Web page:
Is Ireland Still Catholic? (Guest: Connie Marshner)

March 15, 2024 00:51:40
Is Ireland Still Catholic? (Guest: Connie Marshner)
Crisis Point
Is Ireland Still Catholic? (Guest: Connie Marshner)

Mar 15 2024 | 00:51:40

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Hosted By

Eric Sammons

Show Notes

The Catholic Church has a long and deep history in Ireland, but does the Faith remain on the Emerald Isle?
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Episode Transcript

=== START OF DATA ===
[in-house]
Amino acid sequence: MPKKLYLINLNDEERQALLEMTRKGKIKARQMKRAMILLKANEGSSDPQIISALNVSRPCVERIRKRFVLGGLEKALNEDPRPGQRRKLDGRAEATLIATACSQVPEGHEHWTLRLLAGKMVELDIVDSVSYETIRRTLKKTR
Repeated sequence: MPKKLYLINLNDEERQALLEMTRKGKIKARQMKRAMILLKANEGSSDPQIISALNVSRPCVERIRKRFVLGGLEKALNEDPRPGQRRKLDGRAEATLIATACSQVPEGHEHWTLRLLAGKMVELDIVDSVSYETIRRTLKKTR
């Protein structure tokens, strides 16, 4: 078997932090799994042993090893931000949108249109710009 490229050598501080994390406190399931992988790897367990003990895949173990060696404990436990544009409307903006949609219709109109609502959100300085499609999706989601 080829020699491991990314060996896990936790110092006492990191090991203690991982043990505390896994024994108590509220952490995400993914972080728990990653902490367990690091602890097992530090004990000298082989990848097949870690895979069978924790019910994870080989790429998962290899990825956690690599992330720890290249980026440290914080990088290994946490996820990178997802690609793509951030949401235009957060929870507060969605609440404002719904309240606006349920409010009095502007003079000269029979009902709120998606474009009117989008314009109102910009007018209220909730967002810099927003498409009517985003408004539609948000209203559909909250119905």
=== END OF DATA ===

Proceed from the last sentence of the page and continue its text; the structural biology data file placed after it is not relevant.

[00:00:10] Speaker A: The Catholic Church has a long and deep history in Ireland, but does the faith remain on the Emerald Isle? That's what we're going to talk about today on Cris Point home. Eric Sam is your host editor in chief of Cris magazine. Before we get started, just want to encourage people to hit that, like, button to subscribe to the channel, let other people know about it. Also, you can follow Crisis magazine on different social media channels at Crisis Mag. You can also subscribe to our email newsletter. Just go to crisismagazine.com, fill in your email address, and we'll send you our articles to your inbox twice every day, two articles every day. So just make sure you do that. Okay? So St. Patrick's Day is almost upon us, and so I thought it'd be great. Let's talk about Ireland. Let's talk about is it still catholic, and what does that even mean to be catholic at this point? So our guest today is Connie Marshner. She fell in love with Ireland when she was in middle school, and she got a master's degree in Gaelic literature at the University College Cork. And that gave her an opportunity to do in depth research on the topic. Her latest book is coming out very soon, monastery and high cross from Sophia Institute Press. It presents a comprehensive, authentic history of Christianity in Ireland in late antiquity for the first time, as drawn from her 2022 dissertation. She is the chair of the Saints and Scholars foundation, which supports a new model of faithful catholic education for modern secular Ireland. Welcome to the program, Connie. [00:01:36] Speaker B: Thank you. It's great to be here. [00:01:38] Speaker A: So it says here that you fell in love with Ireland when you were in middle school. So tell us a little bit, just as a way of introduction, kind of your love affair with Ireland, how it all began and where it's taken you. [00:01:53] Speaker B: Well, it began with Padrick Pierce, who was the leader of the 1916 uprising, but he was a profoundly, I think, holy Catholic. Obviously, there's revisionist historians who quarrel with that, but based upon his writings, he was profoundly catholic, and he was a profound advocate of the Gaelic language, to revive the irish language. So I decided when I was twelve years old I was going to learn Irish, but I had no opportunity to do that until about ten years ago. For the first time, I was able to actually hear the language. And then I did a deep dive into it. And when COVID started, I saw an ad on the Internet for the Masters of Arts in Gaelic literature program in Cork, which was all Internet. And I thought, why not? This is going to be a tough couple of years. Let's do this. And somewhere in between there, like about around the time I got married, I had discovered the eastern rite, the Melkite rite of the Catholic Church, the Melkite Greek Catholic Church, and had been attending malkite services for umpteen years. And back in the, there had been a little mini fad of celtic spirituality, which I had at that time. I was still working, raising kids, blah, blah, didn't have time to delve into it, but I read some of the things that were published and there was a little echo in the poetry to what I was hearing at holy transfiguration. And so I just stored that in the back of my mind. And then when I got into choosing a dissertation topic for the masters, I wanted to pursue that point. And so I delved into these obscure references in old documents that everybody had poo pooed. That is to say, scholars had poo pooed references to the seven egyptian monks buried at Desert Ili. Well, nobody knows where Desert Ili is anymore, but why would there be a 7th century irish litany praying for egyptian monks? And on the high cross at Castle Dermot in County Kildare, there is a carving of a monk under a palm tree. Why? In 2006, a farmer digging up some peat in County Tipperary pulled up a weird looking piece of something and he covered it up with wet cloth and called the authorities. And that turned out to be the first decorated manuscript, or the first manuscript found in 200 years. It was a salter that had probably been dropped by a monk fleeing the Vikings. But in the binding of that book was papyrus from Egypt. And the only place that the conservators at the National Museum could find similarly made book was in Cairo in the Nag Himadi manuscripts from the fourth century. So that's pretty tangible proof that there was ancient Christianity, ancient before St Patrick, because St Patrick's fifth century. So this is older stuff. So anyhow, I started pursuing that one, following up one footnote after another, and put together a really interesting picture. Art, architecture, a lot of archaeology findings, even prayers and litanys and liturgies, this a huge number of connections between ancient Ireland and the eastern Mediterranean and even Constantinople. [00:05:56] Speaker A: That is fascinating because I think our standard history of Ireland in our brains is, okay, it's pagan, St Patrick shows up, it's christian. Therefore St. Patrick, who himself was obviously from England, therefore the Irish Christianity is basically based on English Christianity. I think that's kind of the assumption most people make. Is that the case? [00:06:22] Speaker B: There's truth and false in there. St John Chrysostom, Archbishop of Constantinople in the year 387. He wrote about the, quote, altars and churches in the british islands. He says, plural. I take that to include Ireland. [00:06:43] Speaker A: Right. [00:06:44] Speaker B: So there were altars and churches there in Chrysostom's day. And we have reason to think that they. Well tell you the story in a second. But there was always contact between Ireland and the Mediterranean. It never stopped between the Isles, both Britain and Ireland. The tradition that the English have, the charming tradition that Joseph of Arimathea brought his nephew baby Jesus, who wasn't a baby, to England on a tin trading mission, because there was tin in Cornwall that was all over the empire. So there were plenty of connections. And there were Christians there in the third century, fourth century, the year after the edict of Milan. So the first year that Christianity was legal, four bishops from Britain went to the Council of Aral. So there were already, sorry, three bishops. There were three bishops in England already at the time Christianity was legalized. So did the faith come to Ireland from Britain? Well, indirectly, the faith more directly came to Ireland, from Gaul, from Lyra. But before that, these evidences of egyptian presence are older than that. There's a well in County Cork, near the town of Agabo that has a stone slab upon which is carved in Uam Ogham, the ancient. Before Christianity, this was a language that was being used by the Celts that says, pray for St Olin the Egyptian. Now, that handwriting, so to speak, stopped being used in the fourth century. And if there was already a memorial to St Olan the Egyptian, he was there long before. So who was he? Who knows? But one more evidence of Egyptians in Ireland. So there was plenty of reason for egyptian monks to be leaving Alexandria. There were theological wars in Alexandria that were bitter and violent, and the monks had been. The desert fathers were well established there when those wars happened. It's totally plausible that they just got in a boat and sailed west, because Ireland was the edge of the known universe. So that's totally plausible. No documentation. But there is evidence, other evidence, archaeology. The oldest church remains that we have, the oldest monastery remains that we have on the Aran islands are groups of seven churches. And there were groups of seven churches elsewhere in the ancient monastic relics, and that was always the pattern in the east. Seven churches would be clumped together. The monastic traditions that came to Ireland were very eastern. For instance, things like the 350s. People had long commented on this weird and peculiar irish monastic custom of the 350s, by which they meant the 150 psalms that the irish monks would say every day. And that was considered just totally uniquely irish. Well, no, it wasn't. It was in the egyptian desert fathers. That's where that came from, and other traditions like that. So the monastic traditions in Ireland had a very, very strong eastern flavor. And the desert Fathers were known in Ireland. Their writings were known. Their writings were the models for the rules that St Columba wrote, for the rules that other abbots wrote when they got to writing rules. So there's a lot of connection there. I'll stop and let you talk. [00:11:13] Speaker A: This is fascinating because there's this image of Celtic Christianity, and I think it's not, like you said, there's been times where it's gotten kind of been popular. And I think people see it as. I kind of feel like sometimes people see it as almost like it becomes a fad, almost like a paganish type of Christianity or something like that, which is obviously not the case. But how did this egyptian influence, how then did the faith in Ireland then develop separately from Britain and how it was practiced and how maybe worship or ecclesiology or just anything of that nature? [00:11:55] Speaker B: Well, the interesting thing is that the faith in Britain pretty much died out when the Romans left. [00:12:03] Speaker A: Right? [00:12:04] Speaker B: But it didn't die in Ireland. It stayed in Ireland. So Ireland was still having, from what we can tell, was still being influenced by the monks of Lera, who were. And Larant was a very interesting place. An island off is still an island off the coast of Marseille, and a monastery was founded there by Egyptians. And the tradition there has always been that monks went from there to Ireland, and there's documentation of that. In one of the old biographies of Patrick, it says that he went to Lehra to study after he escaped from Ireland. There's no documentation about. There's no proof of that. He never said he did. But there was always a tradition and that evidence of that influence of Lora was very strong in Ireland, and Loran was very close to the fathers because Loran was founded by blanket on the name. Right. Now we can come back to it. Monk who had known Polycarp, Polycarp had studied at the feet of St John the Evangelist. So there's a pretty straight, direct line. So it was always very authentic. Now, when Britain lost connection with Rome and paganism kind of took over, and then the Anglo Saxon invasions, Britain lost the faith. But it stayed in Ireland. But it was not in communication with the West. I mean, in Rome, they were struggling to survive. They were struggling to figure out all kinds of things. Ain't faith? From what we can tell from the surviving documents, which, admittedly, are very few because of the rampages of Vikings and then the rampages of the know. So very few documents left. But what we have shows the absolute orthodoxy of the irish faith. Like, for instance, there's the liturgy, the creed in the Stowe missile. Now, the Stowe missile is a fragmentary missile, first published in 1893, but from the 6th century, it had just been lost and forgotten. The litany in that missile includes prayers for the emperor and the roman army, which tells you how old that is. And the creed in that liturgy is the same as in an ancient egyptian papyrus. There's no filioque. This was way older than that. And the curious thing is, there was no creed in the roman rite mass until the 11th century. So that gives you a sense of how ancient this faith. And the creed, of course, began as a confession of faith at the time of baptism in about 380 or so in Constantinople. Now, the celtic church thing, that's an interesting point. Yes, there was a true church in celtic lands, a true church which was based on the fathers, et cetera. But there's a lot of touchy feely, soft stuff that says, oh, there was an original version of the church in celtic lands that wasn't connected to the fathers and was kind of a blend of druidism and connection to the ancient roots and the ancient gods and the ancient feasts. And nature was strong and women were powerful. And that's the imposition of 20th century sensibilities on fragmentary evidences. The Protestants who first discovered the old manuscripts were very eager to prove that Ireland had never been connected to Rome. And so this idea of a celtic church that had know, fostered, that had no connection to Rome. I mean, even Winston Churchill, in his history of Britain talks about how there was no connection to the papacy, and that's false. As soon as Rome could, they sent a missionary to Ireland. The first missionary was Palladius, who was sent in 431. We don't know when Patrick came. Some records say he was born in 461. We just don't know. But anyhow, we know that Rome was in touch with Ireland. And as documents began to be written that were saved, they were right on target with what was going on in Rome, what current creeds were, et cetera, et cetera. The liturgy was different, no question about that. The liturgy was diverse and the irish monks had their own liturgy, and then they converted the Anglo Saxons in due time, and the liturgy evolved, and then there was a different liturgy here. And then there was the French coming in. So you had the Gallican liturgy. So you had all different forms of liturgy, but they were authentic, they were real. And when St Augustine was sent by Pope Gregory, Pope St Gregory the Great to Britain, he wrote back to Gregory, and, you know, there are all these different liturgies. This is weird. What am I supposed to do? And Gregory's answer was, take the best from each one and formulate something that is comfortable with English and then be, you know, at that point he wasn't insisting, know Rubik by Rubik, he was just know the people have got this, go with them and accept it. And so there was diversity in liturgy in Ireland, but it was absent and disconnected to Rome. [00:18:53] Speaker A: And I know, of course, in Britain, there was a lot of battles after St Augustine of Canterbury came between the Christianity that was still in Britain, that was heavily influenced by Ireland, and then what St Augustine brought. And there was like, because things of the nature of when Easter was celebrated and other things of that nature. So how did that all. I mean, I kind of know how it shook out in Britain, but how did that then influence? Because eventually what happened was that in Britain, it became very much kind of the standard western, roman influenced way of doing things. How did that then influence Ireland as it moved into the Middle Ages? Did it start to kind of fall more in line with kind of the way the whole west was doing it, or did they kind of keep a little bit different for a while? [00:19:43] Speaker B: Well, they kept different for as long as they could. There were several different conferences. There was 1644, the Senate of Whitby, to set the date of Easter, and that was accepted by most of the irish monasteries, not Iona, which was one of the main ones. Later, Iona said, ok, I'll go along with your date. Then. There was a synod of Clovisho that brought all the Anglo Saxon dioceses, if you'd say, although I don't know if the word existed then. But all the bishops together on the liturgy of Rome in Ireland, they wanted to keep their own liturgy. And there is a fascinating document called the Razio de corsus, because the way the Irish were celebrating came to be known as the Corsus Scotorum, because, of course, Scott was the name for the irish back in those days. And this is a document that was written by a monk, we don't know who, we don't know where, and it know lost for centuries in a monastery in Europe. But basically it makes the case that our liturgy goes back to St Mark and St John and to Peter gave it to Mark, Mark brought it to Alexandria, they brought it here. The Egyptians brought it here. So this is an authentic liturgy from the, you know, why can't we use our own, you know, Cassian, St. John Cassian from the desert took it to Leran, the island off of the coast of Marseille, and then it went through all of Gaul and then came from Gaul to Ireland. And that's the history that this unknown monk, you know, he didn't make that up. That certainly was what he believed. And I'm willing to give him the benefit of the doubt, even though it can't be documented in the way that historians like to document things. But that was called the ephesine, as in ephesus theory of the irish liturgy. But even know, eventually it was suppressed in favor of the roman liturgy because after Charlemagne, Charlemagne wanted the standard Roman liturgy. And so after that, that became the roman liturgy. And it took a while, but eventually the know came in and followed it, but it took a while. They wanted to maintain their individuality and their diversity. Yeah. [00:22:28] Speaker A: And so by the high middle ages, we have Ireland basically following the roman liturgy and practices, things like that. Now, let's skip ahead a little bit because we're going to talk about modern Ireland for people who are watching this right now. I honestly could go for like 10 hours on the history, so I'm trying. [00:22:49] Speaker B: To be come back anytime. [00:22:53] Speaker A: But let's skip ahead now to the reformation area. So now we have, obviously King Henry VI in England. He is instituting his own church. How then did the relationship, how did that impact Ireland? Because obviously there's still a lot influence between the two countries, two islands. And how did that then influence Ireland when England went Anglican? What happened over in Ireland? [00:23:20] Speaker B: Well, the irish liturgy had been really brought into conformity with Rome when the Normans invaded Ireland in, what, 1171? Something like that, because the Irish had maintained their diversity, but they got standardized. The Normans did that. And the Normans banned the use of the irish language, they banned the use of irish dress habits. I mean, they tried to anglicize Ireland. What happened was that they got distracted by the wars of the roses in England and forgot about Ireland. So the Gaelic culture revived and absorbed the Normans. But then comes protestantism, and that begins to be a real problem because not only did Henry abolish the monasteries, which were a central part of life in mean, that's where people were educated, that's where the poor were taken care of, et cetera, et cetera, and that was ancestral. I mean, those monasteries had been part of the family, part of a tribe. There were 150 kings in Ireland, before the Normans and kings had their own family monastery, a lot of them anyhow. So that was the big disruption. But the huger disruption was Crowdwell, because the reformers, I guess you'd call them, they set out to destroy every evidence of papism, and they're the ones who just sent people into the churches and pulled out every written thing and burned it in the square. And of course, it was illegal to be a Catholic. It was capital crime to be a priest. That was the days of the penal was. [00:25:11] Speaker A: And this is true in Ireland as well. [00:25:14] Speaker B: Oh, I'm talking about Ireland. Yeah, I guess it happened in England, too, but I talk about Ireland totally. So the church went underground. The Jesuits and the Franciscans started irish colleges. The Jesuit one was in Salamanca in Spain. The franciscan one was in Luvain in Belgium, and there were scores elsewhere in Europe, but those were the two main ones. And they, particularly Louvain, restored what they could. They sponsored the writing of the four masters in Donegal, the history of Ireland, because everything had been lost. And they also sent priests back into the country and began to rebuild the church among the poor people, among the lower levels who could fade into the woodwork. And then what happened eventually that moderated a little bit, mitigated. And in 1829, Daniel O'Connell got, who was a member of parliament from Ireland, but he was a Catholic, got irish, sorry, catholic emancipation through the british parliament, at which point it became legal for a Catholic to vote had not been legal for 200 years, and became legal to establish a bishop in Ireland, hadn't been one for 200 years. And also the English were very afraid of these irish priests going to Europe and picking up these progressive, know, like, humanity equality fraternity. So they wanted to make sure that none of that liberalism got into Ireland. So they said, tell you what, you can have your own seminary, but it's got to be all in English. So then the famine came, and most of the poor people who emigrated, who survived were irish speakers. The people who spoke English were in the cities. The irish language was elsewhere. So that was kind of the death knell for the irish language except for the most remote parts. And that also meant that Catholicism in Ireland became a very interesting animal. The survivors of the famine, I mean, being such pious Catholics instead of whatever, they took the famine as an evidence of punishment for sins. So they became very, very pious and very devout, and they loved their priests and they loved the church, but the spirituality that was available in the english language at that point in time was coming from England, and it was post Puritan, early victorian respectability, spirituality. It wasn't a deep personal connection to the high king of heaven, which is what the Gaelic spirituality had been. It was a different system. That was a crucial change in the development of Irish Christianity. [00:29:04] Speaker A: You might not be able to answer this question, but I'm going to ask know. So both in England and in Ireland, we see the establishment of the state church, the Anglicanism and everything, and we see the outlawing of Catholicism, the persecution of Catholics. Things like the Catholic Church does remain. It is, but it's very much almost obliterated. It's very small, very minor, and it never really does kind of come back. I mean, there's the flourishing in the 19th century, St. John Henry Newman and the Oxford movement, things like that. I get that, but in Ireland it really comes back and it's still catholic. Why did that happen in Ireland, not in England and vice versa? [00:30:01] Speaker B: You can thank the Franciscans, because that irish college in luva sent Franciscans over there during those penal days, during those dark days, and they spread, and this is interesting, they spread the post Council of Trent Christianity, and that's what turned Ireland into a post council of Trent catholic country, which it hadn't been that close to what was going on in Rome before, frankly, there had a lot of tension and in communication, but now it became gung ho. So the Franciscans get the credit for that. But it's interesting, the education was still a problem. I mean, you'll recall when you mentioned John Henry Newman, he was sent to Dublin to set up a Catholic university, right. And he tried, and he actually wrote the famous work, the idea of the university. He was trying, I think I've got this documented trying to persuade the bishops to include theology as part of the curriculum, and they wouldn't do that. They weren't really sure they wanted this university at all, and they sent the money that had been raised over to Rome to defend the city in one of the uprisings going on in Rome. So the catholic university in Dublin never got off the ground because the bishops didn't really want it. And that was a very bad foretaste of things to come, because the people were very, very pious and very devoted, and they were very much devoted to their old traditions, visiting the holy wells and doing pilgrimages around holy wells and so forth, which became very unfashionable, and that was considered backward. And the establishment, the bishops wanted to say, get rid of those things. They're sort of pagan, but they didn't replace it with theological education. When the Catholics began to go to school. And when the British set up the national school system, which then was taken over by the. When Ireland got her independence in 1921 and then really got going in 23, it was broke. So religious orders who had been teaching said, hey, listen, we'll take over education. So fine. So the elementary schools were staffed by nuns and brothers, and they taught the catechism pretty much up to the end of elementary school. So people had that grounding in faith. But if you were a bright youngster and you wanted to know more, and you kept asking questions, the answer ultimately would be because Father says so. And if you were a guy and you really wanted to know theology, you had to go to minor seminary. But other than that, there wasn't a Catholic. I hate to use a communist word, but intelligentsia in know we in America had that, because from the time we had catholic high schools, we required most of the catholic high schools. Four years of religion, christian doctrine, which was theology and philosophy, and catholic colleges required theology and philosophy. So there was a very broad swath of educated laity and a whole variety of catholic journals and magazines in different languages over here and different points of view that didn't exist in Ireland. [00:33:49] Speaker A: Yeah. So now we get to the 20th century, and obviously Ireland at the beginning of 20th century is different from Ireland at the end. And I think we said for a lot of western countries, in a lot of ways, we see a definite weakening of Catholicism. So could you talk us through how that happened? And are you kind of arguing that some of the foundations for that weakening are because of the lack of real education among the. Like you said, there wasn't intelligentsia, we'll co opt the term, among Catholics. So kind of walk us through how then Catholicism weakened in the 20th century in Ireland. [00:34:29] Speaker B: Well, I think that, in all honesty, that a couple of factors. One, most of the population was in small villages where the priest was the dominant figure. And what father said went, if Father didn't like the color purple, you didn't wear purple. I mean, that kind of clericalism, which was excessive, we wouldn't consider that good today, but that was very dominant. And there was a huge amount of gossip and being afraid of what other people thought of you would control your life. As people moved to the cities, that social control faded. And as wealth came to Ireland, remember, Ireland had never had any money, so it had been very poor and therefore very limited. The irish national television station didn't start until 1961, and that was the first time television was all over the country. And so that was a massive sudden, and it was the 60s exposure to what was going on in the rest of the English speaking world, and that cultural floodgates were opened and then a couple of decades later, came affluence and then moved to the cities. And that was, I think, behind the huge change. And as changes started coming and influences, cultural influences started coming in that were anti Christian, the bishops could put out a statement, but there weren't Catholics on the ground, laity, to talk about it at the coffee break or in the pub and say, yeah, but wait a minute, that's not such a good idea. Doesn't the church teach thus and so that level of popular understanding and ability of laypeople to defend the faith was lacking? Right, go ahead. Yeah. [00:36:29] Speaker A: I was just going to also say that here in America, of course, in 2002, we had the outbreak of the scandals among the surge and things like that. And that, of course, has had a big impact on the Catholic Church here. Now, I know Ireland, the Catholic Church in Ireland has had some massive scandals that have rocked it. And when did those kind of come out? And what kind of impact did they have on the catholic church in Ireland? [00:36:53] Speaker B: Oh, that was huge. That was huge. It was like drop by drop torture for 20 years. Because here's a very clerical society that loved the priest, thought the church could do no wrong. And one after another, I mean, first there was the bishop in Galway, who, turns out, for 20 years had been using diocesan funds to support a woman in America who had his son, and this was a bishop. And then there was another priest who was a great defender of traditional values in the church. Turns out he had a housekeeper who was the mother of his children. And these were the traditionalist defenders who. Vatican II talk about a gut punch. And then came the pederasty stuff and the revelations of abuse. And then came the business about the Magdalene laundries and the industrial schools, which were a very large factor in irish life. If a girl got pregnant and wasn't married, she was sent away to one of these schools. Now, that was a bad idea to begin with, but it happened on very large scale. And bodies were found buried in the yards of these Magdalene laundries, they called them, that had never been recorded or reported, and all kinds of stuff like that. And the industrial schools, which were like, I suppose, like reformatories for high spirited, troublesome boys who couldn't be managed. Father Flanagan from Boystown had visited Ireland in the. Looked at that system, he said, this is bad, this is not good. And nobody paid attention to it. But 50,000 people had been through the industrial schools and the Magdalene laundries. So it had a huge devastating effect on the people of Ireland, and it destroyed the trust that the ordinary folks had had in the church. Now, had they had a little bit of theology and been able to understand that the priest doesn't equal the church or the bad decisions that Father X makes doesn't mean the church is being evil. But that was not deeply embedded. [00:39:23] Speaker A: It's like a set up because you have a highly clericalistic and relatively uneducated. So Father really is the church, and all of a sudden you find out that father is really a terrible person, then the church is terrible. I mean, that's the logic. [00:39:39] Speaker B: And it kind of flows. That's how it changed so fast. [00:39:46] Speaker A: Yeah. Now today leads coming here from America, it seems like we have some mixed signals from Ireland as far as its faith, Catholicism, because I guess it was like 2017, 2018. They had the referendum which basically removed protection, basically made abortion legal and constitutionally protected in Ireland, which was, I was telling you this beforehand, but I know Bishop in Ireland, and we were talking after the election here in Ohio that made constitutionally, made abortion legal. And I was saying what gut punch it was. And he said, yes, it was unbelievable gut punch when that happened in Ireland, that the people would decide, we want to have legal abortion. So that's a horrific thing. And I think most of us thought, okay, we can't really think of Ireland as Catholic anymore, and that's kind of gone. But then literally last week, they have a referendum, and the referendum was, according to the irish constitution, so marriage is essential to family life, and the value of mothers to society comes from fulfilling their duties in the home. That's what was in the constitution. And of course, the modern people like that sounds awful. You can't say marriage is so important. You can't say women should be in the home. So they had a referendum to remove that, and it got defeated. I mean, I think pretty significantly. I was reading an article like a week before the referendum saying how they're a little worried it might not know, it's a little closer than they think and ends up being a huge defeat. And so that makes us think, well, is there like a revival of faith in Ireland? Is this something else? How would you say, kind of the status today of Catholicism in Ireland? Is it a powerful force still? Is it more just a cultural thing? What's going on? [00:41:38] Speaker B: Well, I think that the bishops qua bishops took note after the referendum legalizing same sex marriage and after the abortion referendums and realized, you know, 90% of the people who voted had had an education in catholic schools. Something's not right here. So they noticed that. I think the bishops in Ireland realized they have to do something about catholic education, because since the scandals and the religious orders dropped out of teaching 30 years ago, the very woke, very left wing secular government has been calling all the shots on education, which is totally crucifixes are not allowed. Even though the school may be called saint so and so's, it's not allowed to teach religion anymore. So there's no catholic education for all practical purposes, for the ordinary folk who go to the government schools. And I'm probably exaggerating that, so don't hold it against me. But it's the general overall picture. I don't think the bishops were very visible in this recent referendum, and that might be to the good, because their stock is very low. And the Irish have this contrary streak in us that if somebody in authority says, I should do this, I'll do the opposite. So I think it was lay, I think the opposition to that was led by laity, which is a very hopeful sign to me, because it might mean that the residual capital, so to speak, of the culture of Christianity, there might be enough of that left that people are saying, wait a minute, I'm a mom in the home. 69% of women in Ireland who are working wish they didn't have to. And they're saying, yeah, it might be great for women who want to work, but I'd rather be at home with my kids than I can't afford to. So, hey, government, why don't you fix that problem first? And the replacing family, the word family with a nebulous, meaningless phrase of, quote, durable relationships, what did that? You know, they already have some resistance to the huge immigration in Ireland, and if a durable relationship could be declared today and then tomorrow you can bring your family in. People said, wait a second, this is too much, and the government was just going too far, and I think people might be beginning to think for themselves, and that would be a really good sign, especially if it can be followed up with an improved catholic education system. [00:44:35] Speaker A: Yeah, so I think we're going to wrap it up here in a minute. But what is kind of the hope for the future for Ireland, for Catholicism in Ireland, what is kind of the path forward to recovering some of the Catholicism in the past, but yet not have the weaknesses that were later exploited in the Catholicism of the past? [00:44:57] Speaker B: Well, I have no idea what's going on among the bishops, and I can only pray that they're listening to the Holy Spirit and that the bishops are driving. But I know that at the level of the laity, there is a lot going on, and that's very encouraging. For instance, there are evangelization efforts among young people, and net Ireland is there. For instance, and I was talking to a missionary who did net Ireland, which is like focus only for high school kids in Ireland. And this girl who'd been a missionary told me how she worked with a girl for a long period of time and eventually got to the point of saying, now this is a high school girl saying, you know, you might want to go to confession. And the girl looked at her totally honestly and said, what's that? [00:45:44] Speaker A: Wow. [00:45:46] Speaker B: So that tells you how big the deficit is of education, but later you're working on that. There's the net group and there are other efforts. And the thing that really is needed is a new model of education. And I don't think that anybody should look to the government or even the church for it, because here in America, what has really turned around catholic education has been the independent, lay run classical schools. And that's a new idea. In Ireland, there are a handful of independent schools that don't get money from the government or have control for the government. Most of them are Montessori schools, but there's a secondary school in Cork called Mater Dei Academy, which is model Catholic, lay run classical curriculum. And there are a couple feeder schools that have been set up. Homeschooling, thanks be to God, is legal in Ireland. It's not in most of Europe, but it is in Ireland. And there's an irish homeschool curriculum, matherdeucation ie. So if the Mater Dei model can begin to take off, that could be very promising. And the other thing that's great about the Mater Dei model is that the families, and they're just families who were concerned about their own kids, who started this, they want it to be available to anybody who wants their kids to have it. You don't have to be rich. There have always been catholic, not always, but catholic schools for the wealthy. James Joyce went to one and we see what a great Catholic he turned out to be. But anyhow, so they're making a model that parents pay what they can and they count on donations to make up the rest. And this is, of course, where America can help. Just as America helped save the know by. By providing money for the comrade Nguelga, the Gaelic League, and helped win Ireland's independence by providing money for the war of Independence, so Americans can fund this new movement for catholic education and help create a deeper level of understanding of the faith among the next generation of irish young people. The missionary told me that the grandmas are just confused. That generation is just confused. They just don't know what's going on. The parents hate the church because they came of age during this scandal revelation, but the Gen Z just don't know the church. So there isn't resistance. There's just a vacuum. [00:48:44] Speaker A: So tell us about this saints and scholars foundation that you're the chair of, because obviously this is very much related to what you're talking about here. [00:48:51] Speaker B: Right. Well, Saints and Scholars foundation is an american 501 that was set up in order to collect donations from America to go to the new model of education in Ireland. Right now, Mater day Academy Cork is the main recipient because they're doing the most. And so just a way, if you're a Catholic, you don't even have to be irish. But if you're a Catholic and you want to see the faith saved in Ireland and a new age of catholic education in Ireland, go to Saintsonscholarsus us and find out more. [00:49:31] Speaker A: Okay, I'll put a link to that in the show notes so people can go to mean. That's very encouraging to hear about these kind of independent lay run schools and homeschooling, of course, because we see it here in America, that is where the best catholic education happens, in homeschooling community and these independent kind of classical education schools. So I think that is the model for the future. So, I mean, that's encouraging. It's not all bad news, obviously. [00:49:59] Speaker B: It's following the spirit of Vatican II, which this is the age of the laity. [00:50:04] Speaker A: The actual one, not the invented one, misinterpreted one. [00:50:09] Speaker B: But, yeah, I mean, it's the people who have the ancestral faith, and it's still there. The census, I think it was in 2022, found that 69% might have been 59. Don't hold me to it. But one or the other of the people in Ireland still call themselves catholic and want to be catholic. So that's a great reservoir. Let's not let that reservoir of faithfulness evaporate. Let's strengthen it and build it. [00:50:38] Speaker A: Right. Okay, well, thank you very much. Also, I want to make sure people know about your book, monastery high Cross. When is the publication date for that? [00:50:46] Speaker B: The publication date is April the 16th, but you can preorder it at Sophia Institute Press. [00:50:52] Speaker A: Okay, I will put a link to that as well. I'm looking forward to that. When that comes to that gives a lot of the history that we've been talking about, the Celtic and know pre St. Patrick, the egyptian connection, all that. Right, exactly. [00:51:04] Speaker B: And all the ancient connections of Ireland to the east. Yep. [00:51:07] Speaker A: Okay, perfect. That's great. And then, of course, the saints and scholars foundation also, I'll put a link to that. But thank you very much, Connie. I really do appreciate coming on and happy. [00:51:18] Speaker B: Thank you, Eric. Great to talk to you. [00:51:20] Speaker A: Okay. Thank you. And until next time, everybody. God love.